Inside Siddhivinayak Temple

Shree Siddhivinayak Temple as it stands now was re-constructed five years ago after deliberations with experts on Hindu religion and customs, so as to maintain the sanctity of the idol as per the Hindu Shastras. The Kalash, which adorned the earlier temple was lowered with proper rituals and is now kept as an exhibit within the temple premises.

The idol of Shree Siddhivinayak has not been touched in the process of rebuilding the temple. So as to ensure that there is no human transgression in the area from the point at which the idol is situated he up to the Kalash-a 12 feet high pointed dome of Gabhara (sanctum sanctorum) weighing 1500Kg is plated in gold. The devotees can thus earn the satisfaction of seeking the blessing of Shree Siddhivinayak by taking a devoted look at the Kalash.

The Gabhara of the new temple structure has been designed with an aim to attain maximum convenience and comfort for the devotees. It is a spacious enclosure with 3 main doors of about 13 feet height. This facilitate the 'Darshan' of Shree Siddhivinayak from either the area surrounding the Gabhara or the stage (Sabha Mandap) constructed to conduct pujas and festivities, under the directives of the Management.

A mezzanine floor with a viewers gallery has been constructed in symmetry with the Gabhara thus enabling scores of devotees to seek the Lord from there. The area surrounding the Gabhara has been designed as a sitting area and the stage adjoining the same is utilised as a platform for common Darshan sought by the devotees who are unable to spend hours in serpentine queues to go inside the Gabhara.

The Gabhara is an octagonal enclosure, about 10 feet wide and consists of a silver plated Makhar (a smaller structure within the Gabhara which houses the idol of Shree Siddhivinayak). The dome inside the Gabhara is gold plated and has been designed to enhance the beauty of the idol. An exquisite chandelier lights up the Gabhara, making it a sight never to be forgotten. doors which are used for entry and exit by the devotees are made of perforated wood. They depict Ashta Ganapati, Ashta Laxmi and Dashavatar. The donation box is made of white marble and is decorated with meenakari. This is placed before the idol of Shree Siddhivinayak.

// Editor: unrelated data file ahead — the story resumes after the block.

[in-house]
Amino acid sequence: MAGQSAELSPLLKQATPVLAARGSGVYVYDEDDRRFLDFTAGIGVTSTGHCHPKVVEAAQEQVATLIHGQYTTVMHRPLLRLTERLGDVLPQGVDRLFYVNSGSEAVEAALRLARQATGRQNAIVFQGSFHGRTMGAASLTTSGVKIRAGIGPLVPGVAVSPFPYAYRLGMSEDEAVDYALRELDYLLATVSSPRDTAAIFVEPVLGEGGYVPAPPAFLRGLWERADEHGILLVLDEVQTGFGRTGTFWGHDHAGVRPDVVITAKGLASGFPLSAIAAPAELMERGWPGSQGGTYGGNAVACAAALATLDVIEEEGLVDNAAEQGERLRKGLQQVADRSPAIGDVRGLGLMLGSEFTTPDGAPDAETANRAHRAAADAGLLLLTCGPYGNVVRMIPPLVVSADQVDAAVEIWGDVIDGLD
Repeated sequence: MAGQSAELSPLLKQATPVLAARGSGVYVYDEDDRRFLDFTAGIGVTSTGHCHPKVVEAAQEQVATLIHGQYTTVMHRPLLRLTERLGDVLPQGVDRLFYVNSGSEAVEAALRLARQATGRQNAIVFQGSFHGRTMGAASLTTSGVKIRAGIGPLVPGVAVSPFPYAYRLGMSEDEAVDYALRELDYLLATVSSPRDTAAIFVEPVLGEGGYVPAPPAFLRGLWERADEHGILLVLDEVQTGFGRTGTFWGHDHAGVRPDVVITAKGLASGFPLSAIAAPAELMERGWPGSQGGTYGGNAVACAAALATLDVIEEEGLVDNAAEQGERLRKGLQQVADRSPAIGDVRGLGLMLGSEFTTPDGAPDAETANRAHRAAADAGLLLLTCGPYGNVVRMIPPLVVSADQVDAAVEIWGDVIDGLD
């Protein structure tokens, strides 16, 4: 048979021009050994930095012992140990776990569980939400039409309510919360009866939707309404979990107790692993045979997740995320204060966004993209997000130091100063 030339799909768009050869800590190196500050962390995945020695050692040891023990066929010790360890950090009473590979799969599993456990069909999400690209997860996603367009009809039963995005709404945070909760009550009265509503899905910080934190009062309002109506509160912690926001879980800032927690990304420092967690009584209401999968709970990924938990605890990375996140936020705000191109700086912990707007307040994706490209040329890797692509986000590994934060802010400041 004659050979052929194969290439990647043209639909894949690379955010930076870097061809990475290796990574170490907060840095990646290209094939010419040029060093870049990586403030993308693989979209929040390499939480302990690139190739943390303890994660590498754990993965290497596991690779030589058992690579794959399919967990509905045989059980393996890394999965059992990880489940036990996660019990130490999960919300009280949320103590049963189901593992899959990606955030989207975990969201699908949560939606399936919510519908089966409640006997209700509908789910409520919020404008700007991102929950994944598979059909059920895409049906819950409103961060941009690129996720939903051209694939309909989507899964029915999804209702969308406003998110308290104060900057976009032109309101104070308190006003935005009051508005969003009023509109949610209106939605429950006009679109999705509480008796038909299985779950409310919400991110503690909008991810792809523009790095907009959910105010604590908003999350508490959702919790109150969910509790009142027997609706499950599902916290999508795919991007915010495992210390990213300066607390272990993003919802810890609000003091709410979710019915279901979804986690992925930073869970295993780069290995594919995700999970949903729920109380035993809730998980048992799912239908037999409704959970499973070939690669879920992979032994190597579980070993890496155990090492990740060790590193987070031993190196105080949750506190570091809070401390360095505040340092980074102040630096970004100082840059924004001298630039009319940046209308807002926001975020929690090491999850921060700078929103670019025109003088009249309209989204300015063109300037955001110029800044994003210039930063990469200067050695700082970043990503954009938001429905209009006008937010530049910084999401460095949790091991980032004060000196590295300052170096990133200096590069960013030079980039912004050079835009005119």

The two side doors are used by the priests and the employees assisting them to carry routine functions.

As compared to the Gabhara of the earlier temple structure, the Gabhara of new temple structure is at a lower height. Due to this those, seeking Darshan of Shree Siddhivinayak from outside the Gabhara can do so easily and get a complete uninterrupted view of the idol of Shree Siddhivinayak.

The first floor of the five storied structure comprises of a mezzanine gallery, from here Darshan of Shree Siddhivinayak can be easily obtained. It is also used for performing pujas, Abhisheks, on Tuesday, Sankashti Chaturthi and Angaraki Chaturthi .

The office of the supervisor and his deputy are located on second floor, along with a monitor room housing a complete close-circuit video unit, a rest room for the priests and a kitchen where the Maha-Naivedya is prepared. There is a lift connecting the kitchen and the Gabhara, which is used exclusively by the priests in order to carry the Naivedya to the Gabhara.

The third floor houses, the Chairperson's chamber, the Trustee's chamber, office of the Executive officer, office of the Officer on special duty and the administrative offices of the temple trust. It also houses a conference room and the information technology section.

The library on the fourth floor has a collection of over 8500 books, on a wide range subjects. There is also a reading room and study room for the students. The subjects range from engineering, management to religion.

Arrangements for the preparations of Naivedya during the festivities of the temple have been made on the fifth floor. There is also a hall to enable the devotees to take benefit of Prasad on such days. Solar energy producing cells have also been installed on the temple. These produce electricity and have made temple independent for its electricity supply.